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Re: Native Code vs. Python code for modules

P: n/a
koblas wrote:
Ruby has been getting pummeled for the last year or more on the
performance subject. They've been working hard at improving it. From
my arm chair perspective Python is sitting on it's laurels and not
taking this as seriously as it probably should.
PyPy was supposed to help, but that project has been dragging on
for half a decade now. Personally, I think the Shed Skin approach
is more promising. PyPy has too many different goals, and tends
to generate lots of auxiliary tools, blogs, videos, and "sprints",
but not a usable PyPy compiler.

We'll have to see if PyPy 1.1 works.

John Nagle
Jul 30 '08 #1
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2 Replies

P: n/a
John Nagle:
Personally, I think the Shed Skin approach
is more promising.
ShedSkin will probably have scaling problems: as the program size
grows it may need too much time to infer all the types. The author has
the strict policy of refusing any kind of type annotation, this make
it unpractical.

And, despite your interest in ShedSkin, so far very few people have
given a hand actually developing SS (I think partially because
ShedSkin Python sources aren't much hackable. This is very bad for an
OpenSource project), so I think the author now has lost part of the
will to develop this project (but probably we'll see one of two more
versions).

For me so far the most viable way to produce a faster Python system
seems a version of CPython with Cython and something Psyco-like built-
in (and a built-in compiler on Windows, like MinGW 4.2.1), maybe with
some syntax support in the Python language, allowing to mix statically
compiled Python code with dynamically compiled Python code in an easy
way (as CLisp sometimes does).

Bye,
bearophile
Jul 30 '08 #2

P: n/a
ShedSkinwill probably have scaling problems: as the program size
grows it may need too much time to infer all the types. The author has
the strict policy of refusing any kind of type annotation, this make
it unpractical.
well, I admit I really don't like manual type annotations (unless for
documentation purposes). it seems a much nicer (..pythonic) approach
to just get type information from a profiler. if I had four hands (and
two brains), shedskin would probably already include one.

that said, I know of several ways to improve the scalability
shedskin's type analysis itself, and I might still pursue those. but I
think, in combination with a profiler, things should scale pretty well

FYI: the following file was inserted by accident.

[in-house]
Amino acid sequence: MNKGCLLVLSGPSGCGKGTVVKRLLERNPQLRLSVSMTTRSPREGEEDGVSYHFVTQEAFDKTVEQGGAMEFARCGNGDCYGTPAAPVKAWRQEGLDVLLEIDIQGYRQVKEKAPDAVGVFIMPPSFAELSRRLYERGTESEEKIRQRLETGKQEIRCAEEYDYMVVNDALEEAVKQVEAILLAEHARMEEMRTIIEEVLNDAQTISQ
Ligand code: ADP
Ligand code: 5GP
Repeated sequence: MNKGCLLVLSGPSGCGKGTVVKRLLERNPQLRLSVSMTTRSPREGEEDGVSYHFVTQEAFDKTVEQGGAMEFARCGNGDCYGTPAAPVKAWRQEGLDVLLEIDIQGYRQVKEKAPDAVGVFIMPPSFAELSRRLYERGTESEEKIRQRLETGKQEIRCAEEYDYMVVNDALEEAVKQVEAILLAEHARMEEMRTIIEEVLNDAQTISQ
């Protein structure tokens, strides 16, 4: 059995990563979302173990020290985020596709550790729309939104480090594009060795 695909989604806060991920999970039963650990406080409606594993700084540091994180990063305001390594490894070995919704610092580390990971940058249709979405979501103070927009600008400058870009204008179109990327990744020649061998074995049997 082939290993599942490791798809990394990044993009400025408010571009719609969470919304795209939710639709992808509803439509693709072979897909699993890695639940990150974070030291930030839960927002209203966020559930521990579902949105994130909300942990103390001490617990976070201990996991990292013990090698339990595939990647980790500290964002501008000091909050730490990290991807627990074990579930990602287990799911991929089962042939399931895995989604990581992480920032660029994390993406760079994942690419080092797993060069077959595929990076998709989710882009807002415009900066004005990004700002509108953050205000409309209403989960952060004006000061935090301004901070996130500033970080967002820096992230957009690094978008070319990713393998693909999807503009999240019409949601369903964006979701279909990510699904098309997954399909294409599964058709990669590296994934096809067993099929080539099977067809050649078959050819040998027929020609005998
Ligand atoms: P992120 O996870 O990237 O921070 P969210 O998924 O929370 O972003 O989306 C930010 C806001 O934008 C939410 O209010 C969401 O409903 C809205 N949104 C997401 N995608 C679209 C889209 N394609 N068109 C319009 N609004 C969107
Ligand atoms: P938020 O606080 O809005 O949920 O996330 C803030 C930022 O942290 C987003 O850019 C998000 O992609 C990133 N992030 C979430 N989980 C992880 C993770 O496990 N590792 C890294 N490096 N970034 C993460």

already.. certainly enough to compile most smallish programs/extension
modules of up to a few thousands lines.
And, despite your interest inShedSkin, so far very few people have
given a hand actually developing SS (I think partially
well, it's been quite a few people actually, about 15 that have
contributed substantial improvements. of course doing a compiler like
this is probably more than 10 person-years of work, so I could always
use more help.

becauseShedSkinPython sources aren't much hackable. This is very bad
for an
OpenSource project), so I think the author now has lost part of the
I think they are reasonably hackable for the most part, and this can
only improve. in the beginning I had little documentation, and there
was just this 7000-line Python file :-) now things are more split up,
and I even added documentation recently to each part. yes, type
inference will always be hard to hack on, but that's only one part.
the C++ side, where I can arguably use most help, and which consists
of more than half of the code, has always been easily hackable.
will to develop this project (but probably we'll see one of two more
versions).
I have my ups and downs of course, but at the moment I'm quite
enthousiastic about the whole thing, in part because people are
actually contributing. a new release is coming up, with support for
datetime and ConfigParser among many other improvements/fixes, and
there is a much faster set implementation in the pipeline. at the
moment, I have no plans to halt development at all.
For me so far the most viable way to produce a faster Python system
seems a version of CPython with Cython and something Psyco-like built-
in (and a built-in compiler on Windows, like MinGW 4.2.1), maybe with
some syntax support in the Python language, allowing to mix statically
compiled Python code with dynamically compiled Python code in an easy
way (as CLisp sometimes does).
shedskin can of course generate extension modules (shedskin -e), that
can be imported from larger Python programs. it's a bit clumsy, as
only builtins can be passed to/from shedskin, and everything (args,
return values) is copied recursively, but it can be quite useful
already. and of course it can only improve as well..
mark.
Aug 31 '08 #3

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